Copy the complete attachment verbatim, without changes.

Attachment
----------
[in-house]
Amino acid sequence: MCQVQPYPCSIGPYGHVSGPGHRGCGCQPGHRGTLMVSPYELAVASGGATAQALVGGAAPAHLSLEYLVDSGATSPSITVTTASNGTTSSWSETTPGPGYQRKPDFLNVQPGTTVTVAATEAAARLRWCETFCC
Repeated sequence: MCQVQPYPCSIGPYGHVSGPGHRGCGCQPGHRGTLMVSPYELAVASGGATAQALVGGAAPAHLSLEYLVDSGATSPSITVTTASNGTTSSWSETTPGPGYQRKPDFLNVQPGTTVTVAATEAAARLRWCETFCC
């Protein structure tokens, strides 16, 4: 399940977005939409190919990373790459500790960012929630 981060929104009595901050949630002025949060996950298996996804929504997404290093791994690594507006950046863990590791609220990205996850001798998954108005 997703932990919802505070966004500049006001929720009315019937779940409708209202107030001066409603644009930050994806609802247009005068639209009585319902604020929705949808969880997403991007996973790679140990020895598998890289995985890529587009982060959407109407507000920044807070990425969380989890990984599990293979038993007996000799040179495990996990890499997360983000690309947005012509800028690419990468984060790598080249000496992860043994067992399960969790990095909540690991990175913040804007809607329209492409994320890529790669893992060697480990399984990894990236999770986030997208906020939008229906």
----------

[in-house]
Amino acid sequence: MCQVQPYPCSIGPYGHVSGPGHRGCGCQPGHRGTLMVSPYELAVASGGATAQALVGGAAPAHLSLEYLVDSGATSPSITVTTASNGTTSSWSETTPGPGYQRKPDFLNVQPGTTVTVAATEAAARLRWCETFCC
Repeated sequence: MCQVQPYPCSIGPYGHVSGPGHRGCGCQPGHRGTLMVSPYELAVASGGATAQALVGGAAPAHLSLEYLVDSGATSPSITVTTASNGTTSSWSETTPGPGYQRKPDFLNVQPGTTVTVAATEAAARLRWCETFCC
């Protein structure tokens, strides 16, 4: 399940977005939409190919990373790459500790960012929630 981060929104009595901050949630002025949060996950298996996804929504997404290093791994690594507006950046863990590791609220990205996850001798998954108005 997703932990919802505070966004500049006001929720009315019937779940409708209202107030001066409603644009930050994806609802247009005068639209009585319902604020929705949808969880997403991007996973790679140990020895598998890289995985890529587009982060959407109407507000920044807070990425969380989890990984599990293979038993007996000799040179495990996990890499997360983000690309947005012509800028690419990468984060790598080249000496992860043994067992399960969790990095909540690991990175913040804007809607329209492409994320890529790669893992060697480990399984990894990236999770986030997208906020939008229906």